Los Angeles Department of Water and Power customers will not be charged the higher summer water rates that sparked a flood of complaints last year, the City Council decided Tuesday.
Instead, the council voted unanimously to extend winter rates until a citizens panel can draft a permanent and more equitable system.
The rate structure adopted last year to promote conservation imposed two tiers: a high rate for customers who use more than twice the median amount of water, and a lower rate for users of smaller amounts. The rate does not change from winter to summer for lesser users, but it increases 28% for heavy users.
Last summer, City Hall was deluged by complaints from heavy water users after they began to receive bimonthly summer bills ranging from $500 to $900. The most calls and letters came from the San Fernando Valley, where lots tend to be larger and summers hotter.
Although the council agreed unanimously to extend the winter rates while a more equitable system is devised, they were bitterly divided over how that system will work.
Councilman Hal Bernson, who represents the northwest Valley, proposed that the city do away with the two-tier system and instead adopt a flat-rate structure that charges the same amount for each gallon, regardless of how much water is used.
"Everybody should pay the same rate, if they can afford it," Bernson said. He said that the two-tier system forces Valley residents to pay more than their fair share.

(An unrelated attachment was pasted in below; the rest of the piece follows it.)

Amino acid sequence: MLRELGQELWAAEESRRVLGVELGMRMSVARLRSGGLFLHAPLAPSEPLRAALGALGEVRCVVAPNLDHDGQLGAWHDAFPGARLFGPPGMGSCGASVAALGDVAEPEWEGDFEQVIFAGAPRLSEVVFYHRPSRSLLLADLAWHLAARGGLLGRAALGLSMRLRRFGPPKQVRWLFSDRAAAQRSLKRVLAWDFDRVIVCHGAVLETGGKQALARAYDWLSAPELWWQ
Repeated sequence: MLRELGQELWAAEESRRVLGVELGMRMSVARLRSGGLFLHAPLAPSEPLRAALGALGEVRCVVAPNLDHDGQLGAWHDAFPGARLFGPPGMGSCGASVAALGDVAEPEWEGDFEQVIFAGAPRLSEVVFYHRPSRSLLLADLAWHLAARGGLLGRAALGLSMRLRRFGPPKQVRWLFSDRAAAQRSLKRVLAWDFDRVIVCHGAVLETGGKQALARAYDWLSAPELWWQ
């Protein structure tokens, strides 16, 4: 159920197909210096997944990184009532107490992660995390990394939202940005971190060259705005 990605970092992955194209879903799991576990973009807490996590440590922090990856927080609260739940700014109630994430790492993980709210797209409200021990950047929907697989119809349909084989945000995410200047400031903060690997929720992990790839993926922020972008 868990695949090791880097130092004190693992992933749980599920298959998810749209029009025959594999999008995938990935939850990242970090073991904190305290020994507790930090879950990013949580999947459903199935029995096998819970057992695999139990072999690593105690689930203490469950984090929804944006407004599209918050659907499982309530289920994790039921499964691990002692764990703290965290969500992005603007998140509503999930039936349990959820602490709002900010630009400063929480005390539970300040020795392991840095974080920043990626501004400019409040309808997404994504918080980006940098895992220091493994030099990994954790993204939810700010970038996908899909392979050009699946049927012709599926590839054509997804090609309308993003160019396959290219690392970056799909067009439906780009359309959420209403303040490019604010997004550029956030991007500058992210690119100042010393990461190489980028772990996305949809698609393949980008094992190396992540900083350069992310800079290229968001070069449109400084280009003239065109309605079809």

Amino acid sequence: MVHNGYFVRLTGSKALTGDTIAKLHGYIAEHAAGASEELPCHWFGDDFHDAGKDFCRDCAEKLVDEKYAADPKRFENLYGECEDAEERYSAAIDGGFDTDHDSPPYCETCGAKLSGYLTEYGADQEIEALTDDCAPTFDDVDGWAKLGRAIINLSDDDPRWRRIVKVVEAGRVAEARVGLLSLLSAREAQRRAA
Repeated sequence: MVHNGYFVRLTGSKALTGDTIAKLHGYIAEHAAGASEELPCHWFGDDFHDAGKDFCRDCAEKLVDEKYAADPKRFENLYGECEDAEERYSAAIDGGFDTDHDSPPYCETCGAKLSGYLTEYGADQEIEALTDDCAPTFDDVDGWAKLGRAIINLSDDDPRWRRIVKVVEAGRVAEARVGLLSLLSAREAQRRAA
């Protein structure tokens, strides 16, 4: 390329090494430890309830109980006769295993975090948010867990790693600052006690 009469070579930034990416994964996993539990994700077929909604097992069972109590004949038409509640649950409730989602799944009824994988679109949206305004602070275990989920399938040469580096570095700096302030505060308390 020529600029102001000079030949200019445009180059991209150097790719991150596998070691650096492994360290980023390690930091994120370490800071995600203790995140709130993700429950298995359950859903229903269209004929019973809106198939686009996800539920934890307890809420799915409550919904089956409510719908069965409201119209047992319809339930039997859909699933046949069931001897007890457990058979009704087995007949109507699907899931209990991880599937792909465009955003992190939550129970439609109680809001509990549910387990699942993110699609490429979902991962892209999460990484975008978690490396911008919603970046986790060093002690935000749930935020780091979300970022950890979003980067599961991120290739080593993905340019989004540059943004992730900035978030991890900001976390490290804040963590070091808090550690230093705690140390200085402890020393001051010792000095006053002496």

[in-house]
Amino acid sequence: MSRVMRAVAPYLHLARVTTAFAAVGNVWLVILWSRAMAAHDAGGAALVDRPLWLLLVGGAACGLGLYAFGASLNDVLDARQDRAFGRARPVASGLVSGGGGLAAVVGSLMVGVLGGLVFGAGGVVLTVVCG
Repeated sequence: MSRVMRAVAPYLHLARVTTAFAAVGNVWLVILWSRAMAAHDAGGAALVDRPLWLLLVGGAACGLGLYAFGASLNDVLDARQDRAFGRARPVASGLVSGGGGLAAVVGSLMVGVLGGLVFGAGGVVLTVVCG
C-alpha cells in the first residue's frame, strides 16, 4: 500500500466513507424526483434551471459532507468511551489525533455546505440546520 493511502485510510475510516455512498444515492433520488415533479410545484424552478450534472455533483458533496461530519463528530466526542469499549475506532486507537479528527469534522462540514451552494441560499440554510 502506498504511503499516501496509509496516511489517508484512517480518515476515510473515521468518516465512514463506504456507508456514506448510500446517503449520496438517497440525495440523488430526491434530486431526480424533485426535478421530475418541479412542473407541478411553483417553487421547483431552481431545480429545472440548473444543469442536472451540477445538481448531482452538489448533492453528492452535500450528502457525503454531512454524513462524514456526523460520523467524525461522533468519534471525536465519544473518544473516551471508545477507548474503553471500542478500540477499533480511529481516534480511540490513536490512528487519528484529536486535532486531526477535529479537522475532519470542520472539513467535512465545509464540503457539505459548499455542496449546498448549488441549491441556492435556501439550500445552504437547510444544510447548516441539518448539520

The proposal was defeated 10 to 4, with a majority arguing that a flat-rate system does not provide an incentive for water conservation. Voting in favor of a flat-rate system were Councilmen Bernson, Joel Wachs, Zev Yaroslavsky and John Ferraro, all of whom represent parts of the Valley.
Councilwoman Jackie Goldberg, who represents the Hollywood area, said that a flat-rate system would force those who use less water to subsidize those who use more.
DWP officials estimate that the city will lose $7 million in revenues by extending the lower winter rates through the summer.
Under the old summer rates, customers who used more than twice the median paid $2.98 per billing unit. A unit is 100 cubic feet, or 748 gallons. Those who used less paid $1.80 per unit.
Under current winter rates, those using more than twice the median pay $2.33 per billing unit. Those using less pay $1.80. The median customer in Los Angeles uses about 10,500 gallons a month during the summer.